Friday, June 27, 2008

In the Poetic Forest

The Bashō Trees of Acadia

Northern forests in the east
are littered with brief poems
written in white bark code
on curled scrolls peeled
from paper birches.
Each is a secret haiku
scripted in dashes to read
like Braille with your fingertips.
I retrieve one scrap hidden
in the duff by Jordan Pond,
ponder its lines embossed
on papyrus, deciphering:

Mist lifts. Loon surfaces.
Bold tremolos echo through
cold light of wildness.


While the above poem was written in Maine's Acadia National Park, I remain in Acadia -- up in the Canadian portion of that land once widely settled by the French who were later ousted from New Brunswick and Nova Scotia when the British took control. Many of the deported French ended up in Louisiana and became known as Cajuns and were immortalized in Longfellow's poem "Evangeline."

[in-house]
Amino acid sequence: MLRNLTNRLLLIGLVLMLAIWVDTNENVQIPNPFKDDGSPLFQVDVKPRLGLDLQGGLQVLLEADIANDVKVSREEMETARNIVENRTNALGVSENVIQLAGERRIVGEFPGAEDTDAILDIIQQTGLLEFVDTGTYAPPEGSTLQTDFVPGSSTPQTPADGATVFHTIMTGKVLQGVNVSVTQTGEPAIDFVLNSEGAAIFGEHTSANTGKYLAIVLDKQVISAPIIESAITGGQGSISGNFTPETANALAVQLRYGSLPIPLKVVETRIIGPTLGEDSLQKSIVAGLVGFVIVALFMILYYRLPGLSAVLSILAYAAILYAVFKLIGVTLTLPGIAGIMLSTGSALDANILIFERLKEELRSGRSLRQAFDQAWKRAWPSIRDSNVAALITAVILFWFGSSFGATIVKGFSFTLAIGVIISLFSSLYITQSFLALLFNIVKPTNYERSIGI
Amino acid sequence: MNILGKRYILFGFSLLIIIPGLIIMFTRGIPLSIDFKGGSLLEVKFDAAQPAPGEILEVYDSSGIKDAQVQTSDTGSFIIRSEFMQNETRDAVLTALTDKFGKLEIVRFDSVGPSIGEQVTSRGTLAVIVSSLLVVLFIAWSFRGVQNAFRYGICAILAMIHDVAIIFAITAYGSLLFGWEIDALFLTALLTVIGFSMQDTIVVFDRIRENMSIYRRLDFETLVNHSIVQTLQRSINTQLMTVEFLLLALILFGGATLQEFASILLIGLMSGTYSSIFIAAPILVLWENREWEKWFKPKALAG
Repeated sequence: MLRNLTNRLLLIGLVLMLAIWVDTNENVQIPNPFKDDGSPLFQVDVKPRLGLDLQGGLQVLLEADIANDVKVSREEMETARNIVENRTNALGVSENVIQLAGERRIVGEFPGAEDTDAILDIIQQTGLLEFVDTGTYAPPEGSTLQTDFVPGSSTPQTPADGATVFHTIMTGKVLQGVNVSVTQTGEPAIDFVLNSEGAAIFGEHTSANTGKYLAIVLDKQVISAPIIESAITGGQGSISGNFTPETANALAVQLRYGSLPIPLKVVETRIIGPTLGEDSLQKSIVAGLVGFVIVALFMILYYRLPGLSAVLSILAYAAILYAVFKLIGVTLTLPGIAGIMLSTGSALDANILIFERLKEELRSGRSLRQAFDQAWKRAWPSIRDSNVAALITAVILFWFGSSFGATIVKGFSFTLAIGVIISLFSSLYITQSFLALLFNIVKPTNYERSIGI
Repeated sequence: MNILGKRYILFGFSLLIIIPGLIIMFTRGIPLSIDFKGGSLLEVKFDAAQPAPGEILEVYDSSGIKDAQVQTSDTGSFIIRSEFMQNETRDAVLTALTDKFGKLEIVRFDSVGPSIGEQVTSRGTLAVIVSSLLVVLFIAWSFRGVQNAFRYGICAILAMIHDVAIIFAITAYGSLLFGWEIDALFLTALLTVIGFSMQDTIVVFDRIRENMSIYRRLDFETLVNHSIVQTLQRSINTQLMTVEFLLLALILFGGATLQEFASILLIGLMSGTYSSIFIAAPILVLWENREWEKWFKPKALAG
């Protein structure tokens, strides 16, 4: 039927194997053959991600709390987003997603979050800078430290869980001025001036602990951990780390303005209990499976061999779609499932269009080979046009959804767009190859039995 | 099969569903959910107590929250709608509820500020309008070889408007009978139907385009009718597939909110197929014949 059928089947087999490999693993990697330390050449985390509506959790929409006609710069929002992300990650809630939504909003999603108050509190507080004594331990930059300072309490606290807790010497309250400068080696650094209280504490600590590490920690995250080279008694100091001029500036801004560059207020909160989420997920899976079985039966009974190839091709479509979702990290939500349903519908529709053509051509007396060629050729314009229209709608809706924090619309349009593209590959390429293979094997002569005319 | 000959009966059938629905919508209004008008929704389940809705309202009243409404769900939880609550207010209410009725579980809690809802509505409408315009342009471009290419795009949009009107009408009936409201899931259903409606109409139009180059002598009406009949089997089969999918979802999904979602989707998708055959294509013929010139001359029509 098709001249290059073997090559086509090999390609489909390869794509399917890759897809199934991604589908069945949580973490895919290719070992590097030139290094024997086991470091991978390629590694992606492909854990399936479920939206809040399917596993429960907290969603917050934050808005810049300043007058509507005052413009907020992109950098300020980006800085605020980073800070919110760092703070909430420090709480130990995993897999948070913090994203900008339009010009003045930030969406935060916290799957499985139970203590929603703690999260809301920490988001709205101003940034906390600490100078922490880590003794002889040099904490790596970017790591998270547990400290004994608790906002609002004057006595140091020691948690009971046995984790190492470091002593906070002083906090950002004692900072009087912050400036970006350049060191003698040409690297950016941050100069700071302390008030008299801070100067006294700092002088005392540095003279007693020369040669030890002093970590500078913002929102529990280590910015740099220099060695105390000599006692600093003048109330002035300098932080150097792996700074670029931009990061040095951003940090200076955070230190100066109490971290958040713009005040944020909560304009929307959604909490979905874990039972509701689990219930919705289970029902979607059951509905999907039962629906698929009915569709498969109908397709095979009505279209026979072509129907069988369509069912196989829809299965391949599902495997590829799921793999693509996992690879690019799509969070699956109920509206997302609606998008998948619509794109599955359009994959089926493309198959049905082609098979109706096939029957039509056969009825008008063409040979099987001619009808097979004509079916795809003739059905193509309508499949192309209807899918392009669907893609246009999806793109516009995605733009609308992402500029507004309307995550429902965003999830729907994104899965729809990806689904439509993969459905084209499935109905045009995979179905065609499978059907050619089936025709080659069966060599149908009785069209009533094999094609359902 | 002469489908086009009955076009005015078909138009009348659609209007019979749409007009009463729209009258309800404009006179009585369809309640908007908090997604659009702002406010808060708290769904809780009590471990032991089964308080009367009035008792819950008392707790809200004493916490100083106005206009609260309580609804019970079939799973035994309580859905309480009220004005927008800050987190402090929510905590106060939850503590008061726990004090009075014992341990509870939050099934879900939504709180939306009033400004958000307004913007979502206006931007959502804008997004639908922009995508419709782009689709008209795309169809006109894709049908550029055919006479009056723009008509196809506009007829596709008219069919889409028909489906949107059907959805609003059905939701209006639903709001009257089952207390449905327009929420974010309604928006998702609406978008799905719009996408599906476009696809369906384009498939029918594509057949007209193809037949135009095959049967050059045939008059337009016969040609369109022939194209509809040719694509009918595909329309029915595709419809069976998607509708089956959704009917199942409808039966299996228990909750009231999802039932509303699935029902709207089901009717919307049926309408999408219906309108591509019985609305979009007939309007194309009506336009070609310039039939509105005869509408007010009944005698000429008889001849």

Acadia is a land of birches, firs and granite...a magical land. And today, a special treat: the ferry across the Bay of Fundy from New Brunswick to Nova Scotia. Fundy! Site of the world's greatest tides -- a shift from low to high (or high to low!) up to 48 feet. Such a tremendous tide that you can stand at water's edge and watch the water rise to your feet or ebb away minute by minute. But today, a different view: from atop the bay's great waters on the ferry boat Princess of Acadia.

1 comment:

berto xxx said...

Having fun reading of your blog.

berto xxx